# equation of a line perpendicular to the line defined

• Jun 6th 2007, 05:19 AM
Alexander
equation of a line perpendicular to the line defined
which one of the following is the equation of a line perpendicular to the line defined by 3x -5y = 2?

1. 3x + 5y = 2
2. -3x + 5y = 2
3. 5x - 3y = 2
4. 5x + 3y = 2
5. there is not enough information to answer the question.
• Jun 6th 2007, 08:58 AM
Jhevon
Quote:

Originally Posted by Alexander
which one of the following is the equation of a line perpendicular to the line defined by 3x -5y = 2?

1. 3x + 5y = 2
2. -3x + 5y = 2
3. 5x - 3y = 2
4. 5x + 3y = 2
5. there is not enough information to answer the question.

Two lines are said to be perpendicular if their slopes are nagative inverses of each other. That is, if the slope of one line is m, then the slope of the other will be - 1/m .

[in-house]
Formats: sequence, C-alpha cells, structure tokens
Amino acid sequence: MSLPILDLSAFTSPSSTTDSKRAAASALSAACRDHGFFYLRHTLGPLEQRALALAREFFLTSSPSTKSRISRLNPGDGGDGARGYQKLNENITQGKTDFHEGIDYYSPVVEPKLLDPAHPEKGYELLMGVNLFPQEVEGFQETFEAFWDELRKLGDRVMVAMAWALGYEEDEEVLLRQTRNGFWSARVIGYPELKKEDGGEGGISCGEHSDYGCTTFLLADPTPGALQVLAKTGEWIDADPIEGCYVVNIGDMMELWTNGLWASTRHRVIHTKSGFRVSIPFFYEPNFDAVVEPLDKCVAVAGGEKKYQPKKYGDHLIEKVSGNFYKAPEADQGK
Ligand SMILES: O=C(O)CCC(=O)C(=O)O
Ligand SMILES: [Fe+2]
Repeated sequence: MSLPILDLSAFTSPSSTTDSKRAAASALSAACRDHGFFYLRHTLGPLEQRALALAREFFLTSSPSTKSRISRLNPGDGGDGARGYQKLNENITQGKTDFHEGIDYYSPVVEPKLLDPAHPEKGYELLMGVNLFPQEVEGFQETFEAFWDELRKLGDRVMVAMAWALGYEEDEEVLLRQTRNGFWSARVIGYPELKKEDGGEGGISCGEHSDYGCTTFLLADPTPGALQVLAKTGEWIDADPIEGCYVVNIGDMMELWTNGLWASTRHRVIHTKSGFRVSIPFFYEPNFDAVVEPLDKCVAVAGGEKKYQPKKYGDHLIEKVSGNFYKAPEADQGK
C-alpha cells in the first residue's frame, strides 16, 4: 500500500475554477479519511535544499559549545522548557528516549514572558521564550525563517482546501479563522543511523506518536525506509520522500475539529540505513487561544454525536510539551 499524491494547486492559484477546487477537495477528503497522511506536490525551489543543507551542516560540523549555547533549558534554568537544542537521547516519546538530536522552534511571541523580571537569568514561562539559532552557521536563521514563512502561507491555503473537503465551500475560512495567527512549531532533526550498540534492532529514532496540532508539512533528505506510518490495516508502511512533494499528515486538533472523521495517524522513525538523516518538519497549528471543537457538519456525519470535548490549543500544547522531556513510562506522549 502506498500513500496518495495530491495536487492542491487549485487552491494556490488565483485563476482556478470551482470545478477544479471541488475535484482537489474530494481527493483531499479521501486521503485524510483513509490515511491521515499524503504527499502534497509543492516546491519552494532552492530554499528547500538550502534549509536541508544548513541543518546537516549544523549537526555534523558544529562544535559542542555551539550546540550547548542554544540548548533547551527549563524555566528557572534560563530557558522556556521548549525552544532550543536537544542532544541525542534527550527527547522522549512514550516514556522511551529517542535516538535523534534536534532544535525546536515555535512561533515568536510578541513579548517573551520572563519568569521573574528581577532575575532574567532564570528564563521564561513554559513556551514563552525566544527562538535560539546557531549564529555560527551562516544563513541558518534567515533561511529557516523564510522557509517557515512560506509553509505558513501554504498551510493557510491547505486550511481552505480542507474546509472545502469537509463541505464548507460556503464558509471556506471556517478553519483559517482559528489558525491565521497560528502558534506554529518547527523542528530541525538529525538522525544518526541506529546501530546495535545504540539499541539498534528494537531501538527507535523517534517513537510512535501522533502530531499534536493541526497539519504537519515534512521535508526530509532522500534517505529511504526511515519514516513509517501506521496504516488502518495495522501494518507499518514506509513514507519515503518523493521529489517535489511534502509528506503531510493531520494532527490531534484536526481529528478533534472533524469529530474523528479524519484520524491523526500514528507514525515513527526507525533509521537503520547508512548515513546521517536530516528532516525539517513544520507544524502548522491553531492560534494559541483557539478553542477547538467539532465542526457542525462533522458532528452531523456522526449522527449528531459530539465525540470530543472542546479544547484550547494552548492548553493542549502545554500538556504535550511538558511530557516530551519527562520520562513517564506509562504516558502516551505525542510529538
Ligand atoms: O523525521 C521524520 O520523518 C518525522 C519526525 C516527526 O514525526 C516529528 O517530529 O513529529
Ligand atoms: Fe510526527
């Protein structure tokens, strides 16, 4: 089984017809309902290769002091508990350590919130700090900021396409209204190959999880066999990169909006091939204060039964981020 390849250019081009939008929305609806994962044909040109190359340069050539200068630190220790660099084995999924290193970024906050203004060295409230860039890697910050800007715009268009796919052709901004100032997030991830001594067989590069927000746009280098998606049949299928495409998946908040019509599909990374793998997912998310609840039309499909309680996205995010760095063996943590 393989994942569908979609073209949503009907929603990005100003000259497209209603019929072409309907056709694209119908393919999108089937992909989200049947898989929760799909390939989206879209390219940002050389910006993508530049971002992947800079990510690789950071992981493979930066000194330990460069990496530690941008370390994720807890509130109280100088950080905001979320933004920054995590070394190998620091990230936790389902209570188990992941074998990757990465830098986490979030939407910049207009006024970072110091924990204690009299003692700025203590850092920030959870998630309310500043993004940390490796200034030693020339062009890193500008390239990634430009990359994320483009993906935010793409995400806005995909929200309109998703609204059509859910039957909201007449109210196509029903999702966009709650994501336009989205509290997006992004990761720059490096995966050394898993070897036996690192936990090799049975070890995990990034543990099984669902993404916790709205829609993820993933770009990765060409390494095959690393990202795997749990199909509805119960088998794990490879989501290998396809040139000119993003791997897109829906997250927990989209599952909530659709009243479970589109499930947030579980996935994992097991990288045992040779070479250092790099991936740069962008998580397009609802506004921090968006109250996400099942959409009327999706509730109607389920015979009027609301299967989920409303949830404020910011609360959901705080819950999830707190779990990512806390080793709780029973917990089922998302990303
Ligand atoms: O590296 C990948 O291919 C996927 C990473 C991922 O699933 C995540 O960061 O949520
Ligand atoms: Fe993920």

You can go through the trouble of writting the lines in the slope-intercept form, that is, y = mx + b where you can see the slopes explicitly. Or you can just look at the equations and figure out what the slopes would be if you did rewrite them--it's not that hard. When you have identitfied the slopes, then make your choice. The answer is not choice 5, i will tell you that much
• Jun 6th 2007, 09:02 AM
Krizalid
$\displaystyle 3x-5y=2\iff{y=\frac15(3x-2)}$

The slope of the ortogonal line to this one is $\displaystyle -\frac53$, as Jhevon said.